A disease that causes needle browning and branch dieback
Cytospora Canker can infect many tree species. Colorado blue spruce is the most common host for Cytospora in Sioux Falls. Colorado blue spruce, native to a dry climate, is highly susceptible to fungal disease when planted in areas of the country with high humidity. Cankers tend to appear after the tree reaches 15 – 20 years in age, and can kill mature Colorado spruce.
Infected trees need altered environmental conditions
Colorado blue spruce, Norway spruce, Douglas fir, Balsam fir, and Hemlock are most susceptible to Cytospora Canker. For effective management of the disease, altering moisture and soil conditions can reduce the spread of the disease.
What to look for
• Individual branches are dying.
• Affects lower branches and progresses upward.
• Elliptical or diamond-shaped cankers form at the base of small, infected branches.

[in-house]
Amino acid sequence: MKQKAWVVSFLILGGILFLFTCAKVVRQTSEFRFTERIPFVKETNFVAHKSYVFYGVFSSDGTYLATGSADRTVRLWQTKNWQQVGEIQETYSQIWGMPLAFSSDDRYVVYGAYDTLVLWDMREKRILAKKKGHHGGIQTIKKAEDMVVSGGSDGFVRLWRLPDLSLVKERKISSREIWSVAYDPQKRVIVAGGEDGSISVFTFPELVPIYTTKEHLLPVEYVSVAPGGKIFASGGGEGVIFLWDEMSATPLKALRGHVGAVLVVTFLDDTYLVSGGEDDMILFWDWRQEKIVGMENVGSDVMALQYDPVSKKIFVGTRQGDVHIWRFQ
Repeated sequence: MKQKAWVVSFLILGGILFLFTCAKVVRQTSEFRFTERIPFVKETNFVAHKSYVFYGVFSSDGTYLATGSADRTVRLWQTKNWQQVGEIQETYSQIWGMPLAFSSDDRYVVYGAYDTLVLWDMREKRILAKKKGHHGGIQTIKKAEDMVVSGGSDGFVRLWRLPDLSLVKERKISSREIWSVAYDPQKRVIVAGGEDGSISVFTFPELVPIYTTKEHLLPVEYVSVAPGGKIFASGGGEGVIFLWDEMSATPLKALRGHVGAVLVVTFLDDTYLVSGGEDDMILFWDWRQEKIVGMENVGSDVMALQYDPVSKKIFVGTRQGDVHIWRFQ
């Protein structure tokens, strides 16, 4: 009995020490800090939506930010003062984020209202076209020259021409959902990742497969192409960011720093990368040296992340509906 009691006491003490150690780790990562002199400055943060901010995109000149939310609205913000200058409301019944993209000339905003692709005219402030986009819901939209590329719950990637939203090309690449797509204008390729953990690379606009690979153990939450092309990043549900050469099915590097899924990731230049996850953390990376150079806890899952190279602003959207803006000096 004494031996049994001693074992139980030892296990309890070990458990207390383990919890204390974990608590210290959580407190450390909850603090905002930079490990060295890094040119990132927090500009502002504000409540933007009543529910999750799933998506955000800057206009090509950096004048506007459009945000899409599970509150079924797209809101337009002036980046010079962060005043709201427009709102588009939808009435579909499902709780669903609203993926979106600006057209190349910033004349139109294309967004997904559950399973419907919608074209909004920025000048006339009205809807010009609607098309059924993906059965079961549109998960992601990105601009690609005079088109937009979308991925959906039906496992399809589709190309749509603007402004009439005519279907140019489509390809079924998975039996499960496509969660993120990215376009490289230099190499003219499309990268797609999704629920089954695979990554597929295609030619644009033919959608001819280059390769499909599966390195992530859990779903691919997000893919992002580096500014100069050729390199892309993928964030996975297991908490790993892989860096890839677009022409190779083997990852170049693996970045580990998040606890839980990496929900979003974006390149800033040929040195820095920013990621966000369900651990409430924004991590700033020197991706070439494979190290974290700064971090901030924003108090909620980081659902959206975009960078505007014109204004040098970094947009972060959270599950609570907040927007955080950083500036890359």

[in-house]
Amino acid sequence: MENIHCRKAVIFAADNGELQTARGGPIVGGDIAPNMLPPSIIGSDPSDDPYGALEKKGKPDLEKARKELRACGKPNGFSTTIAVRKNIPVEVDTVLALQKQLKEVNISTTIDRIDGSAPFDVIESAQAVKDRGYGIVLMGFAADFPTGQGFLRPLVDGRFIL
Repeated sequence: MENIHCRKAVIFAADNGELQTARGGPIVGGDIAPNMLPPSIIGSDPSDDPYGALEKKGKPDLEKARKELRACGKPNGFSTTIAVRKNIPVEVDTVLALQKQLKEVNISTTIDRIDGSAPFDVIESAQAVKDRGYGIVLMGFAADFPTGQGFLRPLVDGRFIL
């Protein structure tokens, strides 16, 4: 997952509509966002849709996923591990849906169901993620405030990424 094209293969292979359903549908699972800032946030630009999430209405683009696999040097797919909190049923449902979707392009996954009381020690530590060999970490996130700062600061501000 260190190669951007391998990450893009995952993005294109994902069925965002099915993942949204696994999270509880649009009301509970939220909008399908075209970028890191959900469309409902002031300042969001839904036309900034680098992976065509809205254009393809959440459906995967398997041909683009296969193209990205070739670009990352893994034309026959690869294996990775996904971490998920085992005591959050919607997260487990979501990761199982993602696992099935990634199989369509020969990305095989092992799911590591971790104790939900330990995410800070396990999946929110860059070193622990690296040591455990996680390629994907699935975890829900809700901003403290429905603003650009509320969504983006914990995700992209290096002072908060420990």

• White sap oozing from the cankers.
• In spring, spores are released from the black pustules that developed on Infection occurs most frequently during spring and fall.
• Infects older trees and young trees in poor environments.
• Moisture induces spore formation.
• Spreads by splashing rain and wind.
• Spores infect tree wounds and weakened tissues.
Treatment and Prevention
• Avoid bark and stem injuries.
• Prune out affected branches.
• Take measures to reduce tree stress: provide adequate irrigation to roots of tree while keeping branches dry.
• Research suggests that treatment with Cambistat™ tree growth regulator can help control the effects of Cytospora canker.
• Apply mulch around base of tree or treat with Forest Floor
Service and Puritea:
– Increases population of beneficial soil organisms
– Increases callus tissue growth rate (cells that cover wounds).
– Increases root growth and tissue resistance.
– Increases soil porosity and decreases soil moisture